SETI [Fwd: Mysterious flash in sky has astronomers guessing]


Robert Owen (rowen@technologist.com)
Fri, 24 Sep 1999 17:28:11 -0400


Larry Klaes wrote:

> http://www.chron.com/content/interactive/space/astronomy/news/1999/ds/990923
> .html
>
> Sep 22 1999 8:01PM
>
> Mysterious flash in sky has astronomers guessing
>
> By SETH BORENSTEIN
>
> WASHINGTON -- Astronomers worldwide are tracking down a
> mysterious and unusual burst of energy that exploded like
> a flashbulb in the sky last week, lingered several hours,
> and disappeared.
>
> The sudden flash turned a star too dim to see except with a
> good telescope into one almost visible to the naked eye.
> But the outburst really wowed astronomers in invisible
> wavelengths -- X-ray, gamma ray and radio -- where it flashed
> more than 120 times stronger than normal, to become briefly
> the brightest thing in the sky.
>
> Messages flashed through cyberspace as astronomers buzzed
> about something very peculiar going on. "It's become a kind
> of global detective story," said American University
> astronomer Richard Berendzen.
>
> On Sept. 15 in Australia, Rod Stubbings, an amateur astronomer,
> snatched a glance at a star in the southern constellation
> Sagittarius.
>
> "Wow! This is some outburst," Stubbings recalled via e-mail.
> "I closed up the observatory, ran inside and reported the
> outburst."
>
> Then the worldwide hunt started. Astronomers at the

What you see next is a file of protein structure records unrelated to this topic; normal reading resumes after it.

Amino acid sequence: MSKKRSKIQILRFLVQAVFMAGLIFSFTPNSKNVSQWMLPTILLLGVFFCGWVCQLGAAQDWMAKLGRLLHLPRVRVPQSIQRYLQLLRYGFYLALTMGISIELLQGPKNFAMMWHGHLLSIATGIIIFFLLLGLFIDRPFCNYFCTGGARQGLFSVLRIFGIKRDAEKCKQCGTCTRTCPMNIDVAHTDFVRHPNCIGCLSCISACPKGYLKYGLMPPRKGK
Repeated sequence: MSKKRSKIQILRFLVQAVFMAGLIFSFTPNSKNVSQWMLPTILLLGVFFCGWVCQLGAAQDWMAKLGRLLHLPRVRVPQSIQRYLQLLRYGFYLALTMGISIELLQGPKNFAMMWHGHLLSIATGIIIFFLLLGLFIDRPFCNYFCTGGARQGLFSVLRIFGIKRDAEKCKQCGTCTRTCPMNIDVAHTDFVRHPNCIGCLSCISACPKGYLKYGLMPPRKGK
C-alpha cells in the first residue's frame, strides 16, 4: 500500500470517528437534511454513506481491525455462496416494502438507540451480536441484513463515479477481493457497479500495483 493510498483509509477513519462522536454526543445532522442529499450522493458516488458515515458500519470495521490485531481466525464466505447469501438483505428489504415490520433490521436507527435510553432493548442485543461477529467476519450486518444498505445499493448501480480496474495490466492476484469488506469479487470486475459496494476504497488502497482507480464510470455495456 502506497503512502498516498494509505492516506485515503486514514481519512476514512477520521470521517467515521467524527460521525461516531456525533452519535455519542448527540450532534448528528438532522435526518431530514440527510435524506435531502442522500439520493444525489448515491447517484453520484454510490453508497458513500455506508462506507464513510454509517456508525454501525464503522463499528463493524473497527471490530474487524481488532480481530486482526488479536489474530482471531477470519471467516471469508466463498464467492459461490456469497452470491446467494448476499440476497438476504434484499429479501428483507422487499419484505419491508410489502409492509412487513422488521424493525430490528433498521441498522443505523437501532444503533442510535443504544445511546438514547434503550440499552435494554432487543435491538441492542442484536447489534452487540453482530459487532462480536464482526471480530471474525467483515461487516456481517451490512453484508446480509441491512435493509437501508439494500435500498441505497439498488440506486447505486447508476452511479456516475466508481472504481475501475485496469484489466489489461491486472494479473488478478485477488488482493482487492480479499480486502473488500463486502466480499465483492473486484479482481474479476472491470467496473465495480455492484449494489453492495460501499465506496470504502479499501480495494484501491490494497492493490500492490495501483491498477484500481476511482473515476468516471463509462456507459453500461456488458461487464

> Massachusetts Institute of Technology diverted a NASA X-ray
> telescope to take a look.
>
> "This one came screaming out of nowhere at us," said MIT
> researcher Donald Smith.
>
> Smith enlisted the help of radio astronomers at observatories
> across the United States.
>
> "Something really unusual is going on," said astronomer Bob
> Hjellming at the National Radio Astronomy Observatory in
> New Mexico.
>
> The mysterious flash came from somewhere between 1,300 and
> 3,300 light-years away in the Milky Way, Hjellming determined.
>
> That may sound far away, but in astronomical terms, it's just
> a bit down the street in our own galactic neighborhood.
>
> Experts' best guess is that a super-compact object, either a
> black hole or neutron star, swallowed much of a neighboring
> star and belched out enormous high-energy jets.
>
> ==

=======================
Robert M. Owen
Director
The Orion Institute
57 W. Morgan Street
Brevard, NC 28712-3659 USA
=======================



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